Robert (gurdonark) wrote,

pitcairn to boston

This week I finished Caroline Alexander's "The Bounty", an interesting non-fiction re-spin on the "mutiny on the Bounty" story. British naval stories of a certain era always make me think of the admixture in those settings of complex civilization and pure barbarity, but then I always think that a future generation will think the same of our time. I remember reading a Reader's Digest condensed for kids version of "Mutiny on the Bounty" when I was a kid, and being struck by the notion that at the conclusion of the naval trials, the accused could tell before sentencing if he was to be condemned by which way the admiral's spyglass pointed when he was ushered in for sentence to be announced.

I read Robert Frost's first two volumes of poetry, enjoying the second, "North of Boston", far more than the first. "The Death of the Hired Man", which I'd not read in years, always seems to me a very fine poem. I must go and read the third volume, as "the road not taken" and other favorite Frost lines occur in that volume. I noticed in the biographical snippets that Frost became in later life a kind of parody of himself in the public eye, and I wondered if anyone can obtain fame and not seem ridiculous.

I received in the mail my eBay purchase of the chapbook about the King's Gambit Declined: Adelaide Counter-Gambit, by a Mr. Lonsdale from Canada. The King's Gambit is a wild attacking opening, much beloved in the 19th Century by players such as Paul Morphy, the insane American chess world champion. The Adelaide Counter-gambit (also called the Miles system) meets wild attack with absurd riposte. It's not in my style at all, but it is funny to read the games. Unfortunately, the author merely arranges games he has located into move order, and provides no commentary. I understand why this could occur, as the author, as near as I can tell, is an expert rather than a master, and may wish to avoid presumption.

I have had since 1999 the idea of writing a similar chapbook, called "The Small Center System", but with an entirely different approach. I would write it as a broad satire upon chess opening books, in which I announce that a strategy is amazing, and should be employed by all. I already have my "hook line" (which I hope is not a sinker)--"The Small Center Opening--nearly guaranteed to allow you to last until the fifth move!". I also got in the mail a book on the Lasker's Defense to the Queen's Gambit, which is just grand. I have always had good fortune playing the Lasker's.

I played a lot of on-line blitz chess yesterday. I won 8 straight, and then got tired, and started losing hand over fist. My problem remains simply on the tactical side, which I will fix. It almost does not matter what opening I play--it's simply a matter of not dropping pieces. I'm slowly regaining confidence, although not yet getting any rating points.

I'm now reading Joseph Ellis' "The Founding Brothers", which reminds me that the revolutionary generation of Americans were complex and fractious fellows. It's a comfort to me, somehow, to remember that each generation fights the darkness in a different way, but the darkness is always there to be fought. It's similarly a comfort that in many instances, neither side of a debate is wholly blessed with the light.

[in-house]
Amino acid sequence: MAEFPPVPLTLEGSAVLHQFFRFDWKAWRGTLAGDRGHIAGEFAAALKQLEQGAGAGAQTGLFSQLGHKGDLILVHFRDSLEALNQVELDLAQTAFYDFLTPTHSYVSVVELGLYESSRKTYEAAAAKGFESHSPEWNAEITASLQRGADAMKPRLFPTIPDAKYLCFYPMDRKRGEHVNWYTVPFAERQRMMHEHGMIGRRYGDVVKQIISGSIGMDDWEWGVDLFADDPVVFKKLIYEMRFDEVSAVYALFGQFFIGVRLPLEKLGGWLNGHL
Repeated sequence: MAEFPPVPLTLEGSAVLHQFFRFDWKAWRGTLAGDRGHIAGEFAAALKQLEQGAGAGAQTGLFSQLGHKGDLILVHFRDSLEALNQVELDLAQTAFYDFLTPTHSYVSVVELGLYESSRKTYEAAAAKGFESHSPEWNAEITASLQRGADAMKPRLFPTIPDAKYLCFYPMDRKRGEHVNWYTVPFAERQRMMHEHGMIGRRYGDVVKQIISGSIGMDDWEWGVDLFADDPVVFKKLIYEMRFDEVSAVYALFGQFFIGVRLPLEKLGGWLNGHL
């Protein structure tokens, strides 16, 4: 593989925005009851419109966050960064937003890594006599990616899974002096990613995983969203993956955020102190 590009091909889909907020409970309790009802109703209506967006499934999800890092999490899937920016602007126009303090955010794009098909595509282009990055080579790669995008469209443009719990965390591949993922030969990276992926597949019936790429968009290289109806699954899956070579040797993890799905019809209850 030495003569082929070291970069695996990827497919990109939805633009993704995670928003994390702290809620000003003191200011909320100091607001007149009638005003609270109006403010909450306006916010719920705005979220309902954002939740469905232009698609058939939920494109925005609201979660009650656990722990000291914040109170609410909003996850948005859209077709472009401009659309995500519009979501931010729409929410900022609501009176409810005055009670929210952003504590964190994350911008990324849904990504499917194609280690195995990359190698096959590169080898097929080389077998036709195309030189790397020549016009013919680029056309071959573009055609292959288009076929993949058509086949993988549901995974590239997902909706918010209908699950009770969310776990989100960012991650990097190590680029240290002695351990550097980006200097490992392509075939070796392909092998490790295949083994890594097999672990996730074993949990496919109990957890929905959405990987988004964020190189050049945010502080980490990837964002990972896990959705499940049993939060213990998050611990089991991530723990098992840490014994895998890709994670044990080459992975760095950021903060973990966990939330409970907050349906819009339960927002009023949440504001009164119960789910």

We had a dinner at Applebee's, where they have a menu that counts weight watcher pointws for one. I was able to have skewers of shrimp with very few calories. My first week of eating in a more healthy way worked out quite well. We went to see "Guess Who", the remake of the classic 60s "Guess Who's Coming to Dinner", with the ethnicities of the parent and the boyfriend reversed. I found it quite uneven, but the laughs that did arise were deep and worth the price of admission.

This morning is Easter Sunday. I like the sense of quiet renewal I associate with his holiday. Perhaps we'll go to church, although my mother used to say that Easter is the Sunday when it is permissible to stay home, to make room for those who only attend one service a year. We attend more than one a year, but not as often as we could/should, so that her aphorism may not be appropriate authority for us to invoke.

I remember as a child in Gurdon, Arkansas that the Easter services would not only fill the sanctuary usually half-filled, but also result in worshippers sitting in folding chairs in the church foyer. Today the wonderful somber Lenten hymns like "Were You There" give way to hymns of joy like "Christ the Lord is Risen Today". It's quite a lyrical shift from "sometimes it causes me to tremble, tremble, tremble" over to "alleluia".

In my childhood, the Easter basket would always have a huge chocolate bunny, and ample candy of nearly every description. In later years, a cassette tape might be in the basket someplace, with music on it. I love chocolate eggs. We'd dye Easter eggs, although mine always had a kind of rough tie-dye appearance.

The rain falls for the second weekend day in a row. To me, it always seems in March as though the weekdays are pristine and the weekends rainy. Yet last weekend the weather was close to pristine.

This week just past proved quite tiring. I'm glad to have this day of rest.

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